Despite this overall vulnerability, a variety of factors will affect the actual growth of mold within the library collection. Certain papers, leathers, bookcloths and adhesives are more susceptible to mold growth than others. In most cases the librarian has little control over the composition of the materials in the collection. However, a knowledge of the nature of those materials is necessary in order to make informed decisions as to why the infestation has occurred, how to treat those items obviously affected, and whether it is likely that the problem will spread throughout the collection.
- The appearance of mold on only the leather bound books indicates that the active spores are specialized in their nutrient requirements. Since molds are selective, if no cloth covered or paperbound books in the immediate vicinity are involved, emergency treatment can be concentrated on the leather volumes.
- If the growth appears only around the head cap, or on the edges of the text next to the turn ins on the boards, it is likely that the nutrient source is the adhesive used in the binding.
- If only a few ranges or a few stack sections in the area are affected, the problem is most likely one of a microclimate. The affected items can be removed and efforts to modify the environment can be localized to that area.
Innumerable examples could be given, however the point is that a knowledge of the materials, an analysis of the nature of the problem, and an understanding of the interaction between the two can greatly reduce the potential damage.
Vulnerability of materials
In order to prevent mold growth, or to treat it effectively once it has developed, it is not necessary to identify which of the thousands of genera of mold may be involved. It is however necessary to understand the basic structure of the mold organism and the manner in which it takes advantage of favorable conditions. This means that librarians must assume responsibility for a wide range of knowledge concerning the materials in their collections as well as the nature of the threat in order to make informed decisions regarding appropriate treatments.
Paper - cellulose, sizes, coatings
In 1940, Beckwith and his co-workers isolated 55 different mold cultures from old book papers, including eleven genera, of which Penicillium and Aspergillus were the most commonly found. In the study, spores were removed from the papers, transferred to a culture medium and grown under laboratory conditions. This is not to say that all of them would have been able to use the paper as a medium for growth, but certainly some of the strains of Aspergillus and Penicillium would be likely to attack cellulose or one of the numerous paper additives, sizes, fillers or coatings. At least 180 genera or species of mold are known cellulose destroyers, i.e., they use the cellulose fiber as a nutrient.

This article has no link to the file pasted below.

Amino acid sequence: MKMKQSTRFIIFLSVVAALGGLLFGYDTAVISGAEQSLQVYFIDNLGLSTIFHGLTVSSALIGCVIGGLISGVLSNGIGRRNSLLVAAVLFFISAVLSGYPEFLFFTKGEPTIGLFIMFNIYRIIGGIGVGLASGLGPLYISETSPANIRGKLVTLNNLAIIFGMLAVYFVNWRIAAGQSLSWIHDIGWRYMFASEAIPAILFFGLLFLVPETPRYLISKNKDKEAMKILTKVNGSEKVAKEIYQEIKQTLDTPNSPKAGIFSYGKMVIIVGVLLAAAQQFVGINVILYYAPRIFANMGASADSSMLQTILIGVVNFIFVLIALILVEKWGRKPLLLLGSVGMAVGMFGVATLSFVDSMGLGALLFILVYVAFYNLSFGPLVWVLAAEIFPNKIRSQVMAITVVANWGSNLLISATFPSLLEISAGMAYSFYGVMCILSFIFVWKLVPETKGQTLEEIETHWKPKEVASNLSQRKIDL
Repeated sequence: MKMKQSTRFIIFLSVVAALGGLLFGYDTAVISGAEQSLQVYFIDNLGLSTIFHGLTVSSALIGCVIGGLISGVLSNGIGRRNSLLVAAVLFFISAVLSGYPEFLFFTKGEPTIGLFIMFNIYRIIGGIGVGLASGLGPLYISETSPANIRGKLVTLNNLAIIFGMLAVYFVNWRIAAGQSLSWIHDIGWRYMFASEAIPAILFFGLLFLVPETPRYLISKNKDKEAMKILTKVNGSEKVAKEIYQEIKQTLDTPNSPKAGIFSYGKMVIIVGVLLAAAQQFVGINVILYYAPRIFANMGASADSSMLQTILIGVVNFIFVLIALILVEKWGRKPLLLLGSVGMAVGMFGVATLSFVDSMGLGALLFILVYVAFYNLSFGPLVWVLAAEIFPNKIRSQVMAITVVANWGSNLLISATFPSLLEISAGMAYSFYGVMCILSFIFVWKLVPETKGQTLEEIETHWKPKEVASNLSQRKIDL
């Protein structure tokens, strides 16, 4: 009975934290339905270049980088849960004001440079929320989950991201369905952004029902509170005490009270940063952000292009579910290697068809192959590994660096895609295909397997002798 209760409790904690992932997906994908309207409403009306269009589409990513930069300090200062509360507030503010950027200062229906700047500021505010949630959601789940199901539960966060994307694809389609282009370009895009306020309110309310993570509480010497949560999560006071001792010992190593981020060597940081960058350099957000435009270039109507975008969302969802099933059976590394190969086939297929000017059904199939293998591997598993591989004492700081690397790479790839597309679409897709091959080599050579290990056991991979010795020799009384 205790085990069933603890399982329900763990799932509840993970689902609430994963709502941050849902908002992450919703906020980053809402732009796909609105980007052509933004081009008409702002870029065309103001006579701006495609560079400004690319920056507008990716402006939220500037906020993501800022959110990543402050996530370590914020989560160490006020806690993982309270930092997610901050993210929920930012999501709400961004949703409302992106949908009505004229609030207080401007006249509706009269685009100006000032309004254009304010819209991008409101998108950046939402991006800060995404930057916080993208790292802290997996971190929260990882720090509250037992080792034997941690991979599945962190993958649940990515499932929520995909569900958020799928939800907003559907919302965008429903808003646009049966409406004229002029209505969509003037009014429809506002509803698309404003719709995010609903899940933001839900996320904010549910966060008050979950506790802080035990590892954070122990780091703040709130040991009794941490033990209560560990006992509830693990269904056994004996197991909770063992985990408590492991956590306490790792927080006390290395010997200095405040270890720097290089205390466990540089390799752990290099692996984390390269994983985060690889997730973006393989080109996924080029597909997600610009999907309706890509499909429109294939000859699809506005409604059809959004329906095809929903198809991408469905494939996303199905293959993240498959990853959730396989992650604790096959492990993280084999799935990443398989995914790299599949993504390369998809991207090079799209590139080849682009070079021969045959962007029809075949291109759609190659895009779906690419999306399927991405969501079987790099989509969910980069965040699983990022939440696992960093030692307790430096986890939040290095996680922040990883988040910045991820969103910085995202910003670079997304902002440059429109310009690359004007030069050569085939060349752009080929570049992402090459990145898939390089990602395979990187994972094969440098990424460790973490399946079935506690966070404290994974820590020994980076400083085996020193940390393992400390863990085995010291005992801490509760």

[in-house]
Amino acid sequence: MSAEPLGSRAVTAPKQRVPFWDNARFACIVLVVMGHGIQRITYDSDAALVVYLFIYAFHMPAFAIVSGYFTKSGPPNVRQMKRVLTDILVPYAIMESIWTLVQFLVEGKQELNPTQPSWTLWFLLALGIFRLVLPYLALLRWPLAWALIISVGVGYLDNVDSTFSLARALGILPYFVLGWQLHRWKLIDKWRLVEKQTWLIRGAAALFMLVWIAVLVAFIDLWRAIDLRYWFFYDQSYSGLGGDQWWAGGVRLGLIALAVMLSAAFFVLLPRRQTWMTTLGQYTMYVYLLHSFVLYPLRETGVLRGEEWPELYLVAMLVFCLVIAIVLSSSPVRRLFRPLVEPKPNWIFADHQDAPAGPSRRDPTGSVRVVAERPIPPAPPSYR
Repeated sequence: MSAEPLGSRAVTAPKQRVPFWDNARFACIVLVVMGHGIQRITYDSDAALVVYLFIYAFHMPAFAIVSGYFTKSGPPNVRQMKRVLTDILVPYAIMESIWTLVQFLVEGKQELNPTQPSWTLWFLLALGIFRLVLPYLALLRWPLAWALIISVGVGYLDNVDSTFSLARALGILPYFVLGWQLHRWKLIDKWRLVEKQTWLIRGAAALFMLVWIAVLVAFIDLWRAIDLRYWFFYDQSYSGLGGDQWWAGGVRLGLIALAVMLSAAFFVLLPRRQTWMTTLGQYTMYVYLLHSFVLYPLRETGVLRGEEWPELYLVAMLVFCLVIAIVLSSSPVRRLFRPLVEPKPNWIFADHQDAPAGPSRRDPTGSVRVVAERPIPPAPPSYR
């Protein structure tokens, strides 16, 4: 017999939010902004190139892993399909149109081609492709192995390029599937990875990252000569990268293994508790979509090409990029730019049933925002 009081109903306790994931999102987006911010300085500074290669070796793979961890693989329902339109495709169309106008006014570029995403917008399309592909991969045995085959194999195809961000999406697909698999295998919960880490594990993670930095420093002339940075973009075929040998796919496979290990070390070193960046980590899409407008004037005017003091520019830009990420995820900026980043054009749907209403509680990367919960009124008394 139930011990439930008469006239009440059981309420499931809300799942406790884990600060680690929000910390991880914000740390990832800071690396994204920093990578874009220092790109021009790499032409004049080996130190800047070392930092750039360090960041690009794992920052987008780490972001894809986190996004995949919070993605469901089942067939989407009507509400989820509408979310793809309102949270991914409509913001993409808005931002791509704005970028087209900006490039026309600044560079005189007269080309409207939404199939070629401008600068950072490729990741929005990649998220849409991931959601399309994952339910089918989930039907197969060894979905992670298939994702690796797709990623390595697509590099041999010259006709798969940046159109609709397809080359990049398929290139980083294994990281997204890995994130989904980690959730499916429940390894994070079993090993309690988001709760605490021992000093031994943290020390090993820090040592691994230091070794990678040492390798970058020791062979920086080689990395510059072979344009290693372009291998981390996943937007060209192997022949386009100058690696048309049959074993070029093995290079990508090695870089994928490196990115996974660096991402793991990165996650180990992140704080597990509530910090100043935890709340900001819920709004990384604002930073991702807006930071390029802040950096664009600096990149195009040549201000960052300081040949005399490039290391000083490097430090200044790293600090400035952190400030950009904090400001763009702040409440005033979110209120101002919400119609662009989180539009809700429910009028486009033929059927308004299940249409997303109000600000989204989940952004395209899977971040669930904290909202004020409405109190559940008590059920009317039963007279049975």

Other molds that do not actually consume cellulose may damage paper by weakening the fiber bonding as they feed on other materials in the paper. The fillers, sizes and coatings added to the paper during manufacture to improve printability, texture, color or brightness are a potential source of nutrients, and may include starch, gelatine and casein. Rosin size was found by Beckwith to inhibit fungal growth; however, rosin is acidic and has been found to accelerate the chemical deterioration of paper and its presence is not cause for rejoicing. Very little is known about the various synthetic sizes, as much of the research in this area took place before they were in common use.
Paper in bound volumes is less vulnerable to high ambient relative humidity than unbound paper. Cryptogamic fungi seldom occur in closed volumes under such conditions, but rather on the bindings and on unbound sheets of paper exposed during prolonged periods of dampness. Foxing, on the other hand, is commonly found in text blocks.
In cases of flood or other severe wetting, book paper may be considered to be more vulnerable, since the bulk of the volume and the compression of the paper at the spine slow the drying process considerably.
Pastes (made from vegetable starches), glues (made from animal products) and gums (made from vegetable resins) are all subject to mold growth to varying degrees. The use of excessive amounts of adhesives may be one factor in promoting the growth of mold. With regard to the application of adhesives, more in not necessarily better.
Synthetic adhesives, including polyvinyl acetate emulsions (the so called "white glues" which vary enormously in composition and properties), pressure sensitive adhesives on tapes and labels, heat set adhesives such as those used in dry mount papers, and aerosol spray adhesives are more resistant to mold, but not entirely immune. They are solvent based, and therefore dry quickly. However, their poor aging properties and the fact that solvents are required for their removal make them undesirable for the repair of torn or damaged paper.
Despite the possibility of mold, pastes and gums are recommended for mending of paper due to their reversibility. Proper application and thorough drying of the adhesive film provided the best protection. Repairs to bindings are perhaps best done with good quality PVA.